Connections 09.12.21: Embracing Wisdom

Proverbs 1:20-33

We hear a lot of debates these days about what constitutes knowledge and what characterizes wisdom. Some of us may even engage in such debates.

In our present context, these debates aren’t just academic exercises. They are rather a matter of life and death. The embrace of foolishness rather than wisdom and of delusion rather than knowledge has led, and continues to lead, to many avoidable serious illnesses, deaths, and disasters.

The book of Proverbs urges us to embrace wisdom and knowledge. A lot of what Proverbs advocates for comes down to exercising common sense. But for the book of Proverbs, the fear of the Lord is the foundation of true wisdom (v. 29; see 1:7). Its basic stance is that wisdom comes from God, who makes it available to human beings. Wisdom is therefore a gracious gift from the Lord. Our present passage imagines God’s wisdom walking through town, crying out for people to hear and heed the Lord’s guidance and correction. If people do that, they will live a secure and productive life. If they fail to do so, they will experience calamity and panic (vv. 26-27).

There are limits to thinking that embracing God’s wisdom automatically leads to wellness and success while rejecting it automatically leads to unwellness and failure, as Ecclesiastes and Job—other writings in the Hebrew Wisdom tradition that are also in our Bible—point out. But that doesn’t alter the fact that we are better off embracing the Lord’s wisdom than rejecting it. We need to listen to, accept, and put into practice the wisdom that God graciously makes available to us.

We also need to remember that it isn’t just “religious” wisdom that comes from God. All genuine knowledge in all areas of life comes from the Lord too. Still, we certainly want to put into practice the insights that God gives us into how we should love and care for each other.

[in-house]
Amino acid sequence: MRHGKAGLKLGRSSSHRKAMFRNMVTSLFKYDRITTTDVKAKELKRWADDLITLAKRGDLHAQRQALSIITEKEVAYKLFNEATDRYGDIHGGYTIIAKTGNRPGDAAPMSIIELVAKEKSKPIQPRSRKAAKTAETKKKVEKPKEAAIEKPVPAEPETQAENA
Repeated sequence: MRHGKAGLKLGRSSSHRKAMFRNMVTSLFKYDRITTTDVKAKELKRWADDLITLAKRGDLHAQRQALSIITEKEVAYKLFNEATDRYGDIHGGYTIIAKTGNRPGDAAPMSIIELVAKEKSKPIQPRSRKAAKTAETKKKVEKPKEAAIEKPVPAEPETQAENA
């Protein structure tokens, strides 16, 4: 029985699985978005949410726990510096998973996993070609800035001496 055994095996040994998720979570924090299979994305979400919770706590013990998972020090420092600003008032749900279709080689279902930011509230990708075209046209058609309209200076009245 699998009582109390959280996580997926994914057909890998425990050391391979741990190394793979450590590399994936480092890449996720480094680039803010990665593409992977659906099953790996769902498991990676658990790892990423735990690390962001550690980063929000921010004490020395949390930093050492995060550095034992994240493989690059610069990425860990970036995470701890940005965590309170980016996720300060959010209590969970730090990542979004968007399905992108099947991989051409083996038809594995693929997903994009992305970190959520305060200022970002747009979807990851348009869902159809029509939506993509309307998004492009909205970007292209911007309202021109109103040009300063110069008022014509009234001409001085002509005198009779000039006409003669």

We Christians believe that Jesus Christ is God’s full revelation of God’s self to the world. In Mark 8:27-38, which is the lectionary’s Gospel reading for this Sunday, Jesus tells his disciples that his being the Messiah means that he must suffer, die, and then be resurrected. He goes on to tell them that being his followers means that they must also lose their lives. As Jesus’ disciples, we also must lay down our lives.

Since Jesus embodies God’s wisdom, to follow Jesus means that we embrace God’s wisdom as we hear and see it in Jesus. And Jesus tells and shows us that we are to lay down our lives in obedience to God and in service to others. He tells and shows us that we are to love God with everything we are and to love our neighbors as we love ourselves.

In the context of our current debates, what should following God’s wisdom as Jesus reveals it to us look like?


  • What might the imagery of wisdom crying in the streets and squares (v. 20) say about the availability of God’s wisdom to people?
  • Why might people reject God’s wisdom? Why might they choose foolishness instead?
  • What does it mean to fear the Lord? How does fearing the Lord lead to knowledge (v. 29)?
  • How does God make God’s wisdom known to us? How can we determine whether or not we are hearing and heeding God’s wisdom?

Michael Ruffin is husband to Debra, father to Joshua (Michelle) and Sara (Benjamin), grandfather to Sullivan and Isabella. A graduate of Mercer University and Southern Baptist Theological Seminary, he has previously served as a pastor and as a university professor. He lives on the Ruffin Family Farm in Yatesville, Georgia. He is the Connections Series Curriculum Editor.


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